How To Properly Use the Verb “Let”
Let is always followed by a bare infinitive verb.
- Correct: I let her try some of the food I ordered.
- Incorrect:I let her to try some of the food I ordered.
“Let” Grammar Rules
Let’s talk about let and how to properly construct a grammatically sound sentence using this verb.
(To) let is a verb that has a handful of different definitions and uses. One of its primary meanings is “to allow or permit.”
Can you let Thomas attend the 5:00 PM lecture instead?
(To) let must be followed by an object and another verb.
I let Morgan [object] dance [verb] around in the rain.
However, the verb that follows it must be the bare infinitive form. Remember, an infinitive is the base form of a verb with “to” preceding it (these are known as full infinitives). A bare infinitive is one without the “to.”
I promise to dance with you during the next song.
In the sentence above, promise is a verb and to dance is the infinitive verb.
When followed by a verb, let is always followed by a bare infinitive verb, (never with a full infinitive verb). Keep in mind that let can also be followed by a noun phrase (e.g., Let the man in) or a preposition (e.g., The dog needs to be let out).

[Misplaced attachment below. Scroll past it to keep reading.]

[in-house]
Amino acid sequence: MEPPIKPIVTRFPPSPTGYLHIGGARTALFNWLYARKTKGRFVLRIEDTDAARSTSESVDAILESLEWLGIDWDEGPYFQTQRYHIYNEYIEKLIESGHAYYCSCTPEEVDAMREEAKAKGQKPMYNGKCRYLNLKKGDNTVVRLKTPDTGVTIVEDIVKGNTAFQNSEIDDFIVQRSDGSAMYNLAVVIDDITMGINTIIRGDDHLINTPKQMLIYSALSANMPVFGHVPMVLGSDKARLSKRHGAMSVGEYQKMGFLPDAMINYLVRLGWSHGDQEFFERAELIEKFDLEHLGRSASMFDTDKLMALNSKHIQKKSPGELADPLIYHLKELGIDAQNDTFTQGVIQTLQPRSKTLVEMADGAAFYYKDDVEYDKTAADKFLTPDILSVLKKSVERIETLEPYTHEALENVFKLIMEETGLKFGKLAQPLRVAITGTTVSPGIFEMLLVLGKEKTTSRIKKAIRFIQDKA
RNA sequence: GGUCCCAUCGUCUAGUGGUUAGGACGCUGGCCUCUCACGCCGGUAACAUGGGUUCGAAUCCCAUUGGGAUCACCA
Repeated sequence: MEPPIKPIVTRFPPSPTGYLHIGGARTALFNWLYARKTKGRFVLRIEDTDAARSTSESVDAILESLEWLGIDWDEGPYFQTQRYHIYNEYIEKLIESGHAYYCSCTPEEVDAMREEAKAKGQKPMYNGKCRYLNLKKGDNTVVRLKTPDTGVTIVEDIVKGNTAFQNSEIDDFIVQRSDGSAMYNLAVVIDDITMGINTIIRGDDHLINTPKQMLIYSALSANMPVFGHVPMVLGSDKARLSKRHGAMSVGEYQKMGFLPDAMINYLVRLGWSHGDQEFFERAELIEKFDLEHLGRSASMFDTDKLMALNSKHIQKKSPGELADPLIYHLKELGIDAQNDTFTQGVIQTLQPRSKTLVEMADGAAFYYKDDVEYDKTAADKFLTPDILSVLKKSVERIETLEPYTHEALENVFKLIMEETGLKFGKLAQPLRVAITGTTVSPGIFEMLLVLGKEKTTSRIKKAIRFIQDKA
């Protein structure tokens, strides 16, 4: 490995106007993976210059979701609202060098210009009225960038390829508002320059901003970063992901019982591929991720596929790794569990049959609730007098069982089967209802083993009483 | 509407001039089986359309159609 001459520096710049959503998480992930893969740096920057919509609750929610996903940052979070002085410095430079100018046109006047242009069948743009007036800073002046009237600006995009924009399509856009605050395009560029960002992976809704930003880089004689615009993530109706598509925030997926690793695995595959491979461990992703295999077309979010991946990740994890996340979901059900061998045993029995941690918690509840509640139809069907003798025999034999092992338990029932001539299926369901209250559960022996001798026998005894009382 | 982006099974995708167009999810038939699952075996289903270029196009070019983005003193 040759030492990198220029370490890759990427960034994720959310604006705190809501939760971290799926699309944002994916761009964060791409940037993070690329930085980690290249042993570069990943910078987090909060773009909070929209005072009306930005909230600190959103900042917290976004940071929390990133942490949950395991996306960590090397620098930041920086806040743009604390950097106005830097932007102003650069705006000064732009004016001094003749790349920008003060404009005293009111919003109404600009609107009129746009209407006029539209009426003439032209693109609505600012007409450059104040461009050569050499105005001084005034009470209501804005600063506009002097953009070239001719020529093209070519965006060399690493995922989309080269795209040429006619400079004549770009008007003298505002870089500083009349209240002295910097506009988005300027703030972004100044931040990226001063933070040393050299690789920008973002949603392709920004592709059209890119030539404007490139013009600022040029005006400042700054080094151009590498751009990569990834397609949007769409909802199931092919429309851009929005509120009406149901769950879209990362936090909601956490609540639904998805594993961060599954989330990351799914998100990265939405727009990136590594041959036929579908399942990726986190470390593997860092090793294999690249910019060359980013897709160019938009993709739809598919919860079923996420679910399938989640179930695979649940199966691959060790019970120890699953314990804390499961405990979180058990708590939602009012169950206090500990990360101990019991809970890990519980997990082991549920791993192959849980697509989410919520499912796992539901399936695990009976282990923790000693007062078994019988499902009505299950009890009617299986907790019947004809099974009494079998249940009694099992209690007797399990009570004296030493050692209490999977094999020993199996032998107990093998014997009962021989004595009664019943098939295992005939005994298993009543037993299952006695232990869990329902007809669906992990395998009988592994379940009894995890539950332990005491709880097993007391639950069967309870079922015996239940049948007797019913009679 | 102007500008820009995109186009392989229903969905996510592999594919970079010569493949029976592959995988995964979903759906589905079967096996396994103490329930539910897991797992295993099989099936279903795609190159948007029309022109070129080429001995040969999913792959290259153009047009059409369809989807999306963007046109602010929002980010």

I let him dance with her first.
I let him
to dance with her first.
My parents didn’t let me attend the dance.
My parents didn’t let me
to attend the dance.
Don’t let the negativity affect you.
Don’t let the negativity
to affect you.
It’s important to remember that let meaning “to allow or permit” is not commonly used in the passive form. Instead, use a verb like allow.
let to stay up past curfew.
She was allowed to stay up past curfew.
Keep in Mind
In British English, let also means “rent.”
- She let her flat to her friends.
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